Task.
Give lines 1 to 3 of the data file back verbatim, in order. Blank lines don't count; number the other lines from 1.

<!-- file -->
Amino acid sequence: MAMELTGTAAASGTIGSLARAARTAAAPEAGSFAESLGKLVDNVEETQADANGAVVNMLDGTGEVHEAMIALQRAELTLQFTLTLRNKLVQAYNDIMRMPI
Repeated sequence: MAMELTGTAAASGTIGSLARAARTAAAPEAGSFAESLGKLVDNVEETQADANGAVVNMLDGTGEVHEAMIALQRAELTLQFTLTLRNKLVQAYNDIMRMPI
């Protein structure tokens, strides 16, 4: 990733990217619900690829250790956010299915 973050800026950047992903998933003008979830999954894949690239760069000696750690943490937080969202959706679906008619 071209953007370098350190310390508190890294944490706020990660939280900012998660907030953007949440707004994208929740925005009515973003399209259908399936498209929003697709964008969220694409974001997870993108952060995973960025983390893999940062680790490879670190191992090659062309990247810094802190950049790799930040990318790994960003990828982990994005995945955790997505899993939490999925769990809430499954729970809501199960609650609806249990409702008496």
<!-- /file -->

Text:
Amino acid sequence: MAMELTGTAAASGTIGSLARAARTAAAPEAGSFAESLGKLVDNVEETQADANGAVVNMLDGTGEVHEAMIALQRAELTLQFTLTLRNKLVQAYNDIMRMPI
Repeated sequence: MAMELTGTAAASGTIGSLARAARTAAAPEAGSFAESLGKLVDNVEETQADANGAVVNMLDGTGEVHEAMIALQRAELTLQFTLTLRNKLVQAYNDIMRMPI
């Protein structure tokens, strides 16, 4: 990733990217619900690829250790956010299915 973050800026950047992903998933003008979830999954894949690239760069000696750690943490937080969202959706679906008619 071209953007370098350190310390508190890294944490706020990660939280900012998660907030953007949440707004994208929740925005009515973003399209259908399936498209929003697709964008969220694409974001997870993108952060995973960025983390893999940062680790490879670190191992090659062309990247810094802190950049790799930040990318790994960003990828982990994005995945955790997505899993939490999925769990809430499954729970809501199960609650609806249990409702008496």